Even as I write this more than two months later, several images from that day remain indelibly fixed in my mind. One is of a young mother, baby tied to her back, looking at me from two feet away, patiently waiting at the end of the line, eyes pleading for something with which to clothe her little daughter. I pull out a tiny dress. Someone snatches it away before I can pass it from the bag to her hand. I reach inside for another. Immediately it vanishes. A third and a fourth are ripped from my grasp by unruly women who fight over who gets the garment, tearing it in the process. After five unsuccessful attempts I close the sack and reluctantly make my way back to the truck.

The next image I recall is of the soldiers standing in the back of the truck, making whips from vines and lashing the people as they clamber over the sides. Next we are looking down at a desperate throng chasing after us, hands outstretched, some even hanging from the accelerating truck as it hastens toward the road, still over half full of undistributed clothing. Even as they shrink in the distance, the majority of refugees remain standing dejectedly in their lines, as if by doing so they can somehow make the clothing they so much needed reappear.

By this time, the exhilaration of sharing the gospel with such a vast crowd of people has already been swallowed up in the disappointment of seeing all given so quickly back into the hands of Satan. But my disappointment has not yet reached its nadir.

On the way out, the truck stops at the house of the local government official. He has killed some chickens and invites us to share a meal before we leave. Eagerly my church friends jump from the truck and follow him to the table. Now I am a bit bewildered, as just hours before they had vigorously declared the one thing they would not allow was for the clothing to fall into the hands of the government. Abandoning it now to the soldiers protection seems like asking foxes to guard the hen house. But the smell of roasting chicken has affected their judgment, for they assure me there is no cause for concern.

When we return from our meal of rice and chicken, things do not appear to have changed. The tarpaulin is pulled tightly down over the clothes, with the soldiers draping themselves bodily across that. But as we journey toward home, the night air turns cool and one by one the men begin donning their coats and jackets. But unlike the rest of their equipment, these are civilian coats they are wearing, some of them quite nice and unusually heavy for Mozambique.

Upon reaching the edge of the city, the driver stops while the soldiers drop from the truck to make their way through the darkness to their homes in the cane hut districts surrounding Nampula. As they leave, I notice their rucksacks, which have come out from nowhere, are fairly bursting at the seams. This is quite unusual since soldiers here typically have only a uniform, weapon, a few shells, and occasionally a canteen.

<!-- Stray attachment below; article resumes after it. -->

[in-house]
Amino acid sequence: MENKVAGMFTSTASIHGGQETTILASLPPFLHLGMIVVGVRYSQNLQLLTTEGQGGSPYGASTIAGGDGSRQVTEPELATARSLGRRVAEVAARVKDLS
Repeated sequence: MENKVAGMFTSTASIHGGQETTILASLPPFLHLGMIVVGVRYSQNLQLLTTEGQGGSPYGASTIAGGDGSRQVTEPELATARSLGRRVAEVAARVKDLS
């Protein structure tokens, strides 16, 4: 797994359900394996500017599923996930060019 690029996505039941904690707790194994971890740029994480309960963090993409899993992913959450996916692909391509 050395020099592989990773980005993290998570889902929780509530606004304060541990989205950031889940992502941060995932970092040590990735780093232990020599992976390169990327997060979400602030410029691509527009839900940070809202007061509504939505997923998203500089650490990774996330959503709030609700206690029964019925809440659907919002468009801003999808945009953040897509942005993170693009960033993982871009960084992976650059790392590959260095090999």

Finally we reach the warehouse where wearily we begin unloading the truck. As we pull back the tarpaulin, I am disappointed but not at all surprised at what I see. The bags have been bayoneted, the clothing ransacked, and the remaining jumble of material doesn’t warrant another attempt at distribution. There isn’t enough left to insure everyone would receive an acceptable piece of clothing.

Later that night, climbing the steps to our apartment, the question keeps echoing in my mind, “Why?” “Why does God let Satan have his way with these unfortunate souls? Why does He close His ear to the prayers of His own people made in their behalf and motivated for His glory?”

I am confident the scriptures hold the answer, but for now the only light that comes to my tired mind is the solemn warning of Christ in Luke 8:18 to take care how we respond to that light which we have already received, “For whoever has, to him shall more be given, and whoever does not have, even what he thinks he has shall be taken away from him.” It is a hard concept to accept, especially when one sees it carried out before his very eyes. But like all of God’s word, it is irrefutably accurate.

Descent into Mozambique

Spring 1990 – Vol.6 – No.1

The South African Airways 737 touches down on the tarmac and coasts to a stop in front of a large, attractive concrete building that is the Maputo International Airport. Stepping through the door of the plane and down the jetway passengers are embraced by hot tropical air rushing up to greet them. By the time they have walked their carry-on bags to the terminal some 50 yards distant, moisture blown in from the Indian Ocean just a mile or so away has turned skin and hair into sticky fly paper that seems to trap every grain of sand and fleck of dirt wafting by.

Inside the building it is drier but still warm. Air conditioners hanging out many of the windows are like clouds without rain in a desert land. Only the metal cages are left. The inside parts have been removed.

Once through passport control and customs, a menagerie of battered cars wait to transport foreign guests to their destinations in the city nearby. The drivers are dressed to match their vehicles – in clothing old and worn. And these are the relatively well-to-do etrepreneurs of Maputo. After all, they own cars and earn real money from foreigners who pay in convertible currency.

My driver is friendly and helpful, like everyone I have met here. He loads the baggage and then secures the trunk lid with a piece of rope. The latch ceased functioning long ago, and like most things in Maputo, it cannot be replaced.